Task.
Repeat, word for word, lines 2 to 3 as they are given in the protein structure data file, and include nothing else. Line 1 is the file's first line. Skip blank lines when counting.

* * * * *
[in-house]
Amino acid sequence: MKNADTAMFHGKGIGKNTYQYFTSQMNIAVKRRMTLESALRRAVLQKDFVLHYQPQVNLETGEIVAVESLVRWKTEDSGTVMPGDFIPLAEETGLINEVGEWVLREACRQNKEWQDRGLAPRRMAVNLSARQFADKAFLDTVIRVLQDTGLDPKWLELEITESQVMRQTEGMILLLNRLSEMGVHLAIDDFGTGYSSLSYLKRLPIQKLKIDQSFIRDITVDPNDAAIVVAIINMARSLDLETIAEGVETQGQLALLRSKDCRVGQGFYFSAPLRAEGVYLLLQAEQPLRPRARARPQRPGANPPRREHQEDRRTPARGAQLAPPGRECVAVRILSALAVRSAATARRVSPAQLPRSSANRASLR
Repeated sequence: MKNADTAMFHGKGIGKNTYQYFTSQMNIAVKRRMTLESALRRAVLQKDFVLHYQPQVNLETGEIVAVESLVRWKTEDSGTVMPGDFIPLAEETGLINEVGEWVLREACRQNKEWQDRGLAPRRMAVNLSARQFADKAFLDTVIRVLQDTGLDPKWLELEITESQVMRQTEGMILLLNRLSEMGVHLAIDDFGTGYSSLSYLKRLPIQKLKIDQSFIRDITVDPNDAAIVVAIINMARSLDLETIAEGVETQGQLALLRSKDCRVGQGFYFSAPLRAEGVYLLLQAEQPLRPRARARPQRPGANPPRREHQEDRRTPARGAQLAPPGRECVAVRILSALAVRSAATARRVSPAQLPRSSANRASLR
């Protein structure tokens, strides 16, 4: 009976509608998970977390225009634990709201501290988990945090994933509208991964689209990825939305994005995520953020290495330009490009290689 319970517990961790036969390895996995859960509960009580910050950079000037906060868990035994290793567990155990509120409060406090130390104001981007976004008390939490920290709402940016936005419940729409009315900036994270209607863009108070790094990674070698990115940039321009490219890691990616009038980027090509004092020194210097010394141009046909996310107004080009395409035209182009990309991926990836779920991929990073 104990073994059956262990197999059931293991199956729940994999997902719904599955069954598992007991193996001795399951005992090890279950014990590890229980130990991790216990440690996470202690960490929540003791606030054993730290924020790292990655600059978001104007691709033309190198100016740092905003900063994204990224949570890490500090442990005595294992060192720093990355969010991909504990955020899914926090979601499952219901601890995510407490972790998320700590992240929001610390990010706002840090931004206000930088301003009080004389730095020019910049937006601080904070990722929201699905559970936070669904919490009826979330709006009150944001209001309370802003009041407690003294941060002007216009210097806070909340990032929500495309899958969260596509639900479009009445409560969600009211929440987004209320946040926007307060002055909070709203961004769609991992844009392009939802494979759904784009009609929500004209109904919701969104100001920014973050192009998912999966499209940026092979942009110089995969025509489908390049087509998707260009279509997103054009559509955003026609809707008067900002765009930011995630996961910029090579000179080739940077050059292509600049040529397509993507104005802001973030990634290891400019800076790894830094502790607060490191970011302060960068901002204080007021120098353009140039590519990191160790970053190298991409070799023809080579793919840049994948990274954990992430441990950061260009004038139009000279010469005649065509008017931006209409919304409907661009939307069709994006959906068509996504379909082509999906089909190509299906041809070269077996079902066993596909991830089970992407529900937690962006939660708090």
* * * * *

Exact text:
Amino acid sequence: MKNADTAMFHGKGIGKNTYQYFTSQMNIAVKRRMTLESALRRAVLQKDFVLHYQPQVNLETGEIVAVESLVRWKTEDSGTVMPGDFIPLAEETGLINEVGEWVLREACRQNKEWQDRGLAPRRMAVNLSARQFADKAFLDTVIRVLQDTGLDPKWLELEITESQVMRQTEGMILLLNRLSEMGVHLAIDDFGTGYSSLSYLKRLPIQKLKIDQSFIRDITVDPNDAAIVVAIINMARSLDLETIAEGVETQGQLALLRSKDCRVGQGFYFSAPLRAEGVYLLLQAEQPLRPRARARPQRPGANPPRREHQEDRRTPARGAQLAPPGRECVAVRILSALAVRSAATARRVSPAQLPRSSANRASLR
Repeated sequence: MKNADTAMFHGKGIGKNTYQYFTSQMNIAVKRRMTLESALRRAVLQKDFVLHYQPQVNLETGEIVAVESLVRWKTEDSGTVMPGDFIPLAEETGLINEVGEWVLREACRQNKEWQDRGLAPRRMAVNLSARQFADKAFLDTVIRVLQDTGLDPKWLELEITESQVMRQTEGMILLLNRLSEMGVHLAIDDFGTGYSSLSYLKRLPIQKLKIDQSFIRDITVDPNDAAIVVAIINMARSLDLETIAEGVETQGQLALLRSKDCRVGQGFYFSAPLRAEGVYLLLQAEQPLRPRARARPQRPGANPPRREHQEDRRTPARGAQLAPPGRECVAVRILSALAVRSAATARRVSPAQLPRSSANRASLR